Tiger sharks’ broad, blunt snouts have strongly curved teeth. Stripes on the back are prominent on young but fade to nothing on adults. Their angular, hooked tail allows it to twist and turn rapidly to catch fast prey. It has a large brain and sophisticated sensory system, including excellent eyesight, taste and smell. Tiger sharks are most active during the day and more numerous when the water is warmer and prey are plentiful.
Prey include sea snakes, dugong and dolphin calves, cormorants, turtles, smaller sharks and rays. Receptors along the shark’s sides sense vibrations and water pressure changes. Pores in the snout detect close-range electrical fields generated by the muscles of prey. Tiger sharks can find rays buried in sand and sense whether potential prey are healthy or wounded.
Sharks grow slowly, take a long time to mature and produce relatively few young. A tiger shark breeds about once every two years and females give birth to live young (pups). While most other fish produce lots of small eggs that are fertilized outside the body, sharks produce large eggs which are fertilised internally. Males use claspers to deliver sperm to the female.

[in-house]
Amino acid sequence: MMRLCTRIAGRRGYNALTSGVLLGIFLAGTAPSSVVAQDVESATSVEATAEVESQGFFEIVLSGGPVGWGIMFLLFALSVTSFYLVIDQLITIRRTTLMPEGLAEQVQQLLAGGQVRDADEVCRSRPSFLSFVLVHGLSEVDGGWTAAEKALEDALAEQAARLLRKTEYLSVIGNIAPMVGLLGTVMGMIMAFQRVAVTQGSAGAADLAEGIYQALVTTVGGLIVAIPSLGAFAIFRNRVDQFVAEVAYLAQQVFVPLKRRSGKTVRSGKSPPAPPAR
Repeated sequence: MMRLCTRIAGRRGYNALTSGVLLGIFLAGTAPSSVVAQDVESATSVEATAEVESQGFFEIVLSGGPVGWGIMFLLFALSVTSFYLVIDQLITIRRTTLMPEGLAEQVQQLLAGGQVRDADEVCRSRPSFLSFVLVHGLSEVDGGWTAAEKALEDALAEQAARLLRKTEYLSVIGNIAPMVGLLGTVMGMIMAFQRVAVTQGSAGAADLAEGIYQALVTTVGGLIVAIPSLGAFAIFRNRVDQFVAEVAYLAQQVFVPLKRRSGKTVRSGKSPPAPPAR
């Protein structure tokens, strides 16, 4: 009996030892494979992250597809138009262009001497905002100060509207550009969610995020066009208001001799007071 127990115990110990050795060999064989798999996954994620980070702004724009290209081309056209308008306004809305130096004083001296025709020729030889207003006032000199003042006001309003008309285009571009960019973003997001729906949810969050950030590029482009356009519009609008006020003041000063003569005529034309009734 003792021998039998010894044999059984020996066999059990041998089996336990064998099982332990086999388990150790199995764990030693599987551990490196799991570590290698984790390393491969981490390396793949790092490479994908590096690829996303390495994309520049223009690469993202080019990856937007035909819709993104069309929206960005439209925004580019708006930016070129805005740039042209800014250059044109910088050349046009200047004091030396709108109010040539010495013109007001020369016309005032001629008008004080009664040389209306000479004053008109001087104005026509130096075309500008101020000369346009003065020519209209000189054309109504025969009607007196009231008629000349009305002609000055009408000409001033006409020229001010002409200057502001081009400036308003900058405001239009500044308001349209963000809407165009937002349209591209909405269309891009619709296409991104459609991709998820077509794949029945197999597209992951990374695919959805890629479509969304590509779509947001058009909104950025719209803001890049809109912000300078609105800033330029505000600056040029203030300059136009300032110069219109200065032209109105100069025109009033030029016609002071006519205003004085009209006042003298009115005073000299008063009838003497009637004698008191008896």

Tiger sharks occur world-wide in tropical and warm temperate oceans. A tiger shark may swim between shallow coastal habitats and deep open-ocean environments. Few other shark species show such flexibility.
Tiger sharks are vulnerable to many threats. Many sharks die trapped in fishing nets and others are killed out of fear, or for sport, food, fins and other resources. The loss of individuals in species like this that reproduce slowly is felt more keenly than in species that reproduce rapidly.